Dr. Robert Worthington-Kirsch isn’t your ordinary phlebologist. He can diagnose and treat your varicose veins.
He can read your x-rays, CT scans, MRIs, and ultrasounds. He can tell you precisely what’s wrong with your aging or ailing blood vessels, and he can tell you how to fix them.
There’s something more: Dr. Worthington-Kirsch is the only Messianic Jewish mohel in existence. Mohels are very important. There’s no Judaism—Messianic or otherwise—without mohels.
Mohels—or if your heritage favors the Yiddish pronunciation, “moyels”—have the mostly invisible job of performing ritual circumcision on male Jewish infants. They aren’t conferred the rock-star status accorded to the great rabbis and sages of old who interpreted the Torah for their generations, but without mohels, without circumcision, Judaism as a way of life has no way to move from past to future.
Undergoing Brit Milah—the specific practice of Jewish ritual circumcision—is what technically brings a Jewish male into the Abrahamic covenant. It’s an integral part of Jewish experience and identity.
A person who has undergone Brit Milah is Jewish, obligated to all the demands of Jewish law. It’s not so much a rite of passage as it is a promise: A family circumcising their child understands that they are irrevocably inducting him into the thought world and lifestyle of Judaism, a way of life that can never truly be left behind.
Brit Milah, however, has rules; only a tiny minority of Jews are equipped to facilitate this delicate ritual. It’s not enough to remove the foreskin at a local clinic or hospital. The sages laid down a plethora of medically specific and ritually obligatory components that must be properly implemented to undertake a Brit Milah correctly.
This intersection of medical expertise, Jewish identity, and halachic knowledge finds expression in exactly one active Messianic Jewish mohel: Dr. Worthington-Kirsch.
We sat down with Dr. Worthington-Kirsch and asked him how he ended up as a mohel, what barriers to entry might exist for other Messianic prospects, and what it might look like to train more.
Dr. Worthington-Kirsch was raised as a Conservative Jew and became a follower of Yeshua in 1979. He says, “When [my wife and I] came to Philadelphia for my residency, we initially got involved in the church and got exposed to the Messianic movement by Bob Winer, who was an elder at Beth Yeshua and was a physician on staff at the hospital.”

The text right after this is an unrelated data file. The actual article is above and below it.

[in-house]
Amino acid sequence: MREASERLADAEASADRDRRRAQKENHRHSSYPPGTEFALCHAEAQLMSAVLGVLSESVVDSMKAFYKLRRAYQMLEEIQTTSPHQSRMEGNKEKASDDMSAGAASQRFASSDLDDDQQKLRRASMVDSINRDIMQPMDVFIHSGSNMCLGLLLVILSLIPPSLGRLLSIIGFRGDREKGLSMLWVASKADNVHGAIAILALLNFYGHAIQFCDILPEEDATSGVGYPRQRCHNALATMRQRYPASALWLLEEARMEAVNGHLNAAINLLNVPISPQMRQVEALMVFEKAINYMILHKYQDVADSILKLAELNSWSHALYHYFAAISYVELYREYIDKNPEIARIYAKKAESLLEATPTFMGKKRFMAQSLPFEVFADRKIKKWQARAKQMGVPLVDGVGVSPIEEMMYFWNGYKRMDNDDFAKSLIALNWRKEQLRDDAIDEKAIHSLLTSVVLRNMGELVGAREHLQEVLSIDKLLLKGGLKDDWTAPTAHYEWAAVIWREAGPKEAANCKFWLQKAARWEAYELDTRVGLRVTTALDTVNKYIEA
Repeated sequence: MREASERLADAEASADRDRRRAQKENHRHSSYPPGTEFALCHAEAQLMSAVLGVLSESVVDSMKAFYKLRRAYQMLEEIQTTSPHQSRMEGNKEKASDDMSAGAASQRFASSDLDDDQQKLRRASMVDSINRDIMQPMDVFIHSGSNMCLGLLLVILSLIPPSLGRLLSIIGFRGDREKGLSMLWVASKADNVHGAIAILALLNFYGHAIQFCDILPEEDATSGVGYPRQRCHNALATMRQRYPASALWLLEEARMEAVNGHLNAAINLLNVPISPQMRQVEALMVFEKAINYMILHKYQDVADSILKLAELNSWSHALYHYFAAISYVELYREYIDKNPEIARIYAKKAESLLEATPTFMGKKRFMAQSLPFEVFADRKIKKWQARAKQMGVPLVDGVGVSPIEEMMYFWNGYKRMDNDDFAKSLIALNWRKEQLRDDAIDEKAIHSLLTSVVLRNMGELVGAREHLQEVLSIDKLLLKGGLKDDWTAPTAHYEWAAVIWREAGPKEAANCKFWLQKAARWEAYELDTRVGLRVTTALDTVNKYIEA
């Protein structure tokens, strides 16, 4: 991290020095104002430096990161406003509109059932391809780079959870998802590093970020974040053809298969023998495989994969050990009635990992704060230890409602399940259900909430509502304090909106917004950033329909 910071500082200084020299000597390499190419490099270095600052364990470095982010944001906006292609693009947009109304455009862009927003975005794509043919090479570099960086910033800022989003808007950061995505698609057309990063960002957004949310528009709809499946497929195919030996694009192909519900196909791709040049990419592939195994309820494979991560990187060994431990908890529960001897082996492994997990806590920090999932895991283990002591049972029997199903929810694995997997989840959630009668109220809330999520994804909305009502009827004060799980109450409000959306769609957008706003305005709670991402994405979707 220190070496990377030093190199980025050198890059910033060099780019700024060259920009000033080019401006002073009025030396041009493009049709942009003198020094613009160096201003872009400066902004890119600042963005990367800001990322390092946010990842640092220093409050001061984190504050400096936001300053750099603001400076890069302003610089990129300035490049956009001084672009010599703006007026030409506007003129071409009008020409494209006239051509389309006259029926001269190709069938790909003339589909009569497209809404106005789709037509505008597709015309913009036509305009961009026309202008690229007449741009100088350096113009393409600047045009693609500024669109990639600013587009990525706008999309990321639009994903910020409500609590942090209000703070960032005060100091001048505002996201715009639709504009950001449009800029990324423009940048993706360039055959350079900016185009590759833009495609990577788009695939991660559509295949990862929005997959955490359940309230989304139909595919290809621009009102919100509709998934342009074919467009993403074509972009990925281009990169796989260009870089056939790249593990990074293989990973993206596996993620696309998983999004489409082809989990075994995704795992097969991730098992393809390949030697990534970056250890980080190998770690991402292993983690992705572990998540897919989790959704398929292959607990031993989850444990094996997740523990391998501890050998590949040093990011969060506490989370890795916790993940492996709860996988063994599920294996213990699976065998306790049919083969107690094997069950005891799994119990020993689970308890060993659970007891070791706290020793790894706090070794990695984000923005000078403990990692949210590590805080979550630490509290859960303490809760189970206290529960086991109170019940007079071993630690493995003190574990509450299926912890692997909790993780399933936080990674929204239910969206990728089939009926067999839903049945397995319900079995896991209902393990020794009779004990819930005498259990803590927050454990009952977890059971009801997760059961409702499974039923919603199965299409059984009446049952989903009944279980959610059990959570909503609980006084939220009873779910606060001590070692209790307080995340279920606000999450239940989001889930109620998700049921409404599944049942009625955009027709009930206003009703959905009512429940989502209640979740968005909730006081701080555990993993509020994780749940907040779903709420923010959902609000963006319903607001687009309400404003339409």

Dr. Worthington-Kirsch’s journey from Judaism to Christianity to Messianic Judaism mirrors that of thousands of others. His path toward the office of mohel, however, was born of his unique circumstances as a resident physician and his desire to fulfill his obligation to Jewish law and have his male children—should he ever have any—properly circumcised.
“There was no Messianic mohel available, and the mohel who was the dominant force in the Philadelphia area had made it clear that he was not willing to do Brit Milah for Messianic Jews,” Dr. Worthington-Kirsch recalls. The only other options available were to have a pediatrician perform the circumcision or “avoid the question with the mohel.” Although these remain the only two options for most Messianic Jewish families today, neither is ideal.
A Brit Milah isn’t just an outpatient surgery. Many doctors use a plastibell—a device that performs circumcision without any loss of blood. But such a circumcision doesn’t fulfill the halachic ritual requirements of Brit Milah. As Dr. Worthington-Kirsch puts it, “If there’s no blood, there’s no covenant.” On the other hand, a Messianic Jewish family will generally want to embellish the traditional Brit Milah service with references to Yeshua as Messiah, the new covenant secured by his death and resurrection, and circumcision of the heart. Simply avoiding the question with an Orthodox mohel casts a cloud of anxiety over what should be a joyful event, and some families understandably find the practice deceptive.
After consulting with a few other Messianic Jewish leaders, Dr. Worthington-Kirsch found that the main objection they raised with him was the issue of liability—the legal ramifications if, God forbid, something were to go wrong during the procedure. He concluded, however, “At that point, I was practicing medicine, and infant circumcision is nothing compared to the liabilities [associated with] the procedures I was doing in the office every day.”